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Seasonal hydrologic response at various spatial scales in a small forested catchment, Hitachi Ohta, Japan

Journal of Hydrology
Publication Date
DOI: 10.1016/0022-1694(94)02639-s
  • Earth Science
  • Geography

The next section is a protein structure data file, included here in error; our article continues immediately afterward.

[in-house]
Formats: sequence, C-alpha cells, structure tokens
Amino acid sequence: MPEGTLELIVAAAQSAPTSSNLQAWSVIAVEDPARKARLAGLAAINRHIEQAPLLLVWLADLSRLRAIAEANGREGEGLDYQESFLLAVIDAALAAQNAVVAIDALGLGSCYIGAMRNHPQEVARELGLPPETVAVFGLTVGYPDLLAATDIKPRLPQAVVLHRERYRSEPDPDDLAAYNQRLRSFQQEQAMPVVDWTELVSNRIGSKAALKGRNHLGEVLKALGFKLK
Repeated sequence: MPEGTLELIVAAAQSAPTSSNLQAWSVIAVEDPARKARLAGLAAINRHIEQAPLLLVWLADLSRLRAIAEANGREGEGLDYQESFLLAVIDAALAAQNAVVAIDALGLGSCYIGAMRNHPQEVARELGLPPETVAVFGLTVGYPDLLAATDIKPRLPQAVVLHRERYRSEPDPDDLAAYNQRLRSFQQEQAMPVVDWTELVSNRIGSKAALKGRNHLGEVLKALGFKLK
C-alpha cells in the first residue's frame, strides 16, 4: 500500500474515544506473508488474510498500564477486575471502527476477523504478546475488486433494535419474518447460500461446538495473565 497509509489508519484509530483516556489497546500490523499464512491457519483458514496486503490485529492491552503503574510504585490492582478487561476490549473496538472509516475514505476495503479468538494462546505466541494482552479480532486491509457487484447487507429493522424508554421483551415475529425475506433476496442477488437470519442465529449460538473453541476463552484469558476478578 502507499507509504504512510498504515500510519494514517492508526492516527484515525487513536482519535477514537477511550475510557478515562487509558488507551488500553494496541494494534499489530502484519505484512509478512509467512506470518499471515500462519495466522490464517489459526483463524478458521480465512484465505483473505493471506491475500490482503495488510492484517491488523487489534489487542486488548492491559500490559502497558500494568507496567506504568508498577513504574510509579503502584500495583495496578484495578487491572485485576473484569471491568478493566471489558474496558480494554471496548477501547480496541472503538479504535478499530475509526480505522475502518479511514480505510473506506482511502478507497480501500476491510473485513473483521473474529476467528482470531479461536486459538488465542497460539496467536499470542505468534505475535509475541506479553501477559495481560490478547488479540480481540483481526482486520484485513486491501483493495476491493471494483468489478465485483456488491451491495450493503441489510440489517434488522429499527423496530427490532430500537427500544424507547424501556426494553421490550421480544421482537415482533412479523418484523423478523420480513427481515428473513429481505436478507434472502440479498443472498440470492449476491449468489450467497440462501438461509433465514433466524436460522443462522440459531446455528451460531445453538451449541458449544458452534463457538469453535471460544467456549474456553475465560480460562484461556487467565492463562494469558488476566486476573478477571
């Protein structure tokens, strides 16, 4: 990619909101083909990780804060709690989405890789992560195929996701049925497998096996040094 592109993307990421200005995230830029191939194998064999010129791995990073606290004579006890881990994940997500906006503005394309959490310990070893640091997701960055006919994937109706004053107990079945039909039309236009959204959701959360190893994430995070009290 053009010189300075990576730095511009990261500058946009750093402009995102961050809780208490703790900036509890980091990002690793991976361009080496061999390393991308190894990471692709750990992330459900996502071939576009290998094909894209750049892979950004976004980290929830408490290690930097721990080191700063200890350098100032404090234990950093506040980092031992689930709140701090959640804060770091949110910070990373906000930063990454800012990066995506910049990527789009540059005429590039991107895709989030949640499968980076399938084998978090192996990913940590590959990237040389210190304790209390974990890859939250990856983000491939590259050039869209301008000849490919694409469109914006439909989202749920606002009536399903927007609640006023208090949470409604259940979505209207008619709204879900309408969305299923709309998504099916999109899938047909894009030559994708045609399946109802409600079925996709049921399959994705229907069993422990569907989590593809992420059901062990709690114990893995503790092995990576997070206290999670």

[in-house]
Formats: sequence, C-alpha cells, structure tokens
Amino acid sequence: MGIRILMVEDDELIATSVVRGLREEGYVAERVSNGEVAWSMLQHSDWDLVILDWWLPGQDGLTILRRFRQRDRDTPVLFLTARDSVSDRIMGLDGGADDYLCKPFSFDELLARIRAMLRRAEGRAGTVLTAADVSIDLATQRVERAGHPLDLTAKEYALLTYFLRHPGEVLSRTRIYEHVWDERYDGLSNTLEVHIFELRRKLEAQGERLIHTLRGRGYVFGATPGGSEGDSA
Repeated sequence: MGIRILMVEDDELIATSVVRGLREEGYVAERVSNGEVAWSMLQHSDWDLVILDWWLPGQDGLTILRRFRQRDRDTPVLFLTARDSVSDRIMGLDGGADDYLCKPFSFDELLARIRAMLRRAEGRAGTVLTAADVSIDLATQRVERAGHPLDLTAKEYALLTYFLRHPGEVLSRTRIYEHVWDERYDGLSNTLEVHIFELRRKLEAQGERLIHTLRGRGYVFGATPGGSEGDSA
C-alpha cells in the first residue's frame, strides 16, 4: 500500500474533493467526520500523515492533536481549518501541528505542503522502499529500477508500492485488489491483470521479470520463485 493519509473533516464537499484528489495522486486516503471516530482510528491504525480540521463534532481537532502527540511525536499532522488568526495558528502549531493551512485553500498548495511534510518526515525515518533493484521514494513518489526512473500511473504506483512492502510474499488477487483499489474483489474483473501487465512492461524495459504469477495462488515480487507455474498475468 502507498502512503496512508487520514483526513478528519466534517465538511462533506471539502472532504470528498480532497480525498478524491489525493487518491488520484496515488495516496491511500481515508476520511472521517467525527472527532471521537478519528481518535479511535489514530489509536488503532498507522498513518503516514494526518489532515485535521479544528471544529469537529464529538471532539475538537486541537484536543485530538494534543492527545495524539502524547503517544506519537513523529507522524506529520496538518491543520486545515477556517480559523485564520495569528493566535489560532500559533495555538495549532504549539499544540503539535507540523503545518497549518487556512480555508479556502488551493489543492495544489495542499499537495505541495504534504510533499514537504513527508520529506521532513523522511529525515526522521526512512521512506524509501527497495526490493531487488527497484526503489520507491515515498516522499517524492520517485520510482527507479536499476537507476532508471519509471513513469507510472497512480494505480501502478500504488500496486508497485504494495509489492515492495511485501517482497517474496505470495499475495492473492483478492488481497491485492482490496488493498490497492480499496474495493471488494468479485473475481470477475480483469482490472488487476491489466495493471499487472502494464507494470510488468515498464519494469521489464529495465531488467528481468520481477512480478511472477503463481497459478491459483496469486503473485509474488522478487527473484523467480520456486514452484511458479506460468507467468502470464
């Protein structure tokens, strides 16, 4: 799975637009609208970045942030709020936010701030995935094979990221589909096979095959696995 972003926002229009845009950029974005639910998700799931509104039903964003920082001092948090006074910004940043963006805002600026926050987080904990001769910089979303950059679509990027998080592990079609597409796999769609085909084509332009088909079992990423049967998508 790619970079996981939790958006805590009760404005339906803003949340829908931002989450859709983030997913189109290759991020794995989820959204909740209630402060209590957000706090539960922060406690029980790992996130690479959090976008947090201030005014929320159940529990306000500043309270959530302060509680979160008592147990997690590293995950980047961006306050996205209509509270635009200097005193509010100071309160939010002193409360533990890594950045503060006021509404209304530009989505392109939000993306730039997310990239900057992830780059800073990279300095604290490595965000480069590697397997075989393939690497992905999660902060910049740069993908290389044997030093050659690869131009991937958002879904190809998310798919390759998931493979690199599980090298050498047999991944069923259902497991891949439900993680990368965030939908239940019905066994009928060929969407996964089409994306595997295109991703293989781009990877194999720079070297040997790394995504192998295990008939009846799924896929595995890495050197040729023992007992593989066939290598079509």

Abstract Headwater catchments are important and often overlooked hydrologic components of drainage basins. Hydrologic response at different scales was evaluated during a period of increasing antecedent wetness in a steep, humid catchment in coastal Japan. Outflows from a second-order basin (EB, 15.7 ha), two first-order basins (B, 2.48 ha and A, 0.84 ha), a zero-order basin (0.25 ha), and a hillslope segment (0.0045 ha) were measured for nine individual storms prior to and during the typhoon season of 1992. Antecedent rainfall greatly influenced the dynamic contributions from various watershed components. During drier conditions at the beginning of the typhoon season, storm runoff was small (< 2.5% of rainfall), largely generated by contributions from the narrow riparian zone. As wetness increased, subsurface flow from a hillslope segment contributed 2.0–3.4 times the runoff (on a unit contributing area basis) as the entire forest basin B. At least the lower 20% of the hillslope appeared to contribute actively to subsurface stormflow during late season events with very wet antecedent conditions. During major storms with high antecedent moisture, macropore flow comprised more than 25% of total subsurface flow during the peak and recession limbs of hydrographs. Almost no macropore flow occurred during storms with dry antecedent conditions. Zero-order basins with shallow soils appear to contribute to stormflow once a threshold of saturation is reached; after this point these geomorphic hollows contribute similar magnitudes of flow (per unit area) as subsurface hillslope drainage. Water yields during the two largest storms (with wet antecedent conditions) were higher in basin EB (16.6–25.6%) than in basin B (11.6–19.5%), partly owing to reduced canopy interception in the cutover portion of EB. During the two smallest storms (dry antecedent conditions) the opposite pattern occurred, likely because of the limited contributing area of stormflow near the stream channel. The dynamic hydrologic contributions of the near-channel zone, hillslope soils, and zero-order basins with respect to antecedent moisture and storm intensity offer new insights into the variable source area concept of streamflow generation and supplement more recent streamflow generation studies based on tracer tests.

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